The explosion in popularity of video games, coupled with the widespread availability of computers at home and school, has given educational software developers the impetus to harness the power of video games as a way of teaching children. Whether or not such educational games are effective in teaching the three R's is a topic for another day, but an Arizona State University scholar says commercial blockbuster video games can teach educators a thing or two about how to better educate children.

According to James Gee, the Mary Lou Fulton Presidential Chair in Literacy Studies in the Mary Lou Fulton Institute and Graduate School of Education at Arizona State University, video games are some of the best learning environments around.

"Commercial video games, the ones that make a lot of money, are nothing but problem-solving spaces," says Gee.

Gee says that video games optimize learning in several ways.

  • First, games provide information when it is needed, rather than all at once in the beginning. "We tend to teach science, for example, by telling you a lot of stuff and then letting you do science. Games teach the other way. They have you do stuff, and then as you need to know information, they tell it to you," he explains.
  • Games also provide an environment that Gee calls "pleasantly frustrating." They are challenging but doable. "That's a very motivating state for human beings. Sometimes it's called the 'flow' state," he says.
  • Many game developers also invite players to modify their products through "modding." The developers share the software and encourage players to create new levels or scenarios. "Think about it. If I have to make the game, or a part of the game, I come to a deep understanding of the game as a rule system. If I had to mod science - that is, I had to make some of my own curriculum or my own experiments - then I'd have an understanding at a deep level of what the rules are," Gee says.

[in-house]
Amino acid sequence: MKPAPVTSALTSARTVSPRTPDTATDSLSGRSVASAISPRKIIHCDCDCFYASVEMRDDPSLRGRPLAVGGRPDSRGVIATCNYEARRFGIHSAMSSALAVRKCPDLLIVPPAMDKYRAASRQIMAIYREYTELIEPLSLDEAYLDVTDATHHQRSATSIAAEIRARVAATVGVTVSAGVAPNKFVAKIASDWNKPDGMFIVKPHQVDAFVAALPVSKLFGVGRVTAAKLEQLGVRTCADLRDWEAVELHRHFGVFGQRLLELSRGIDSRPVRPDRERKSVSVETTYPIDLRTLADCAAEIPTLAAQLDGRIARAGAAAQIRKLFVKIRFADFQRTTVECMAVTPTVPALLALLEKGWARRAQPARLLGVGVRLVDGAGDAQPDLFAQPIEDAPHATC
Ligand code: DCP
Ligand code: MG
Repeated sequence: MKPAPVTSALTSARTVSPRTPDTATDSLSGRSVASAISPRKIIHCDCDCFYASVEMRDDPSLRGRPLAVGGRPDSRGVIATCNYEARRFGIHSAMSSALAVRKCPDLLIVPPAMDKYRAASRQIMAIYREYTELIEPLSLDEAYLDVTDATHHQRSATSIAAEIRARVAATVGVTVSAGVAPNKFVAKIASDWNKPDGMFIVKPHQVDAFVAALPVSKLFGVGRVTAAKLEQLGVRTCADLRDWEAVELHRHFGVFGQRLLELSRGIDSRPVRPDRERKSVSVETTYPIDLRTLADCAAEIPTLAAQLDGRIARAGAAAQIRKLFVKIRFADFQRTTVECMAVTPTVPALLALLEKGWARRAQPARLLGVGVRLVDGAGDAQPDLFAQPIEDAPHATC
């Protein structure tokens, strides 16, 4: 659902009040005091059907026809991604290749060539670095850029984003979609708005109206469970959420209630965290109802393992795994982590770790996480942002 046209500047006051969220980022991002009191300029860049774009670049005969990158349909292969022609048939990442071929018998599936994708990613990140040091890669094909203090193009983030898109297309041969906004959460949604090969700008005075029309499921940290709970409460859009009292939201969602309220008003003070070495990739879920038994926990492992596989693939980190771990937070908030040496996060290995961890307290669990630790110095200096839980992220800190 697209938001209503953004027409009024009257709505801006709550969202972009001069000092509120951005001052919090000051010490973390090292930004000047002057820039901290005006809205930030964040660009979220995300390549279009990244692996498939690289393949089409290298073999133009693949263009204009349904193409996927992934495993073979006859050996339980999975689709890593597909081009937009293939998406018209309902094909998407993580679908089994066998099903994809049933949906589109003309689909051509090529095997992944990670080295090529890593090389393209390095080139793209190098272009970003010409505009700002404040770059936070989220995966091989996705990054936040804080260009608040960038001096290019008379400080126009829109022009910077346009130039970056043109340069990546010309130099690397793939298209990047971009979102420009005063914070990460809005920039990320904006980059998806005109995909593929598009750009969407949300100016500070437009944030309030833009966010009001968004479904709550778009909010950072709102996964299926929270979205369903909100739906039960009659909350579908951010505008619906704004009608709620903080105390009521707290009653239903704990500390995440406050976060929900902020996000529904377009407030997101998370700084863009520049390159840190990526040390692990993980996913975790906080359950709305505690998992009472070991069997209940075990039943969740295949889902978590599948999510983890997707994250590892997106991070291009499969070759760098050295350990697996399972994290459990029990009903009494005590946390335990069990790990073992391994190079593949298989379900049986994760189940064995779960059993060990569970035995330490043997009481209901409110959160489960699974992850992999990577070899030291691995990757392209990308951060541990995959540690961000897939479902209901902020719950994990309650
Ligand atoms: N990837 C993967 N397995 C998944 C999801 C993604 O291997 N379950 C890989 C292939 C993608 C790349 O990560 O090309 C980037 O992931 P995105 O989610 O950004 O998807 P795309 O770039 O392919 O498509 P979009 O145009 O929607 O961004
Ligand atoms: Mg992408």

• Assessment could also take something from video games. Typically, assessment happens through standardized testing. In games, however, learning and assessment are tightly married. The game gives constant feedback and collects information about players' performances. For example, the massive multiplayer online game World of Warcraft, with 15 million players globally, is completely standardized. The company that created the game has collected incredible amounts of information about the players and put it into completely statistical terms. Gee adds that integrating assessment and learning is less expensive than supporting a separate testing industry.

Of course these principles will be nothing new to many educators. It’s called "situated learning", because the student is situated in the actual problem-solving space. And educators do not need to use actual computer-based games to incorporate these educational principles.

As Gee says, “Situated learning can be done with or without a game. Good teachers have always done it."

But it is interesting that games developers have instinctively adopted these principles that have proven to be the most effective and engaging ways for players to solve the problems that the games throw at them.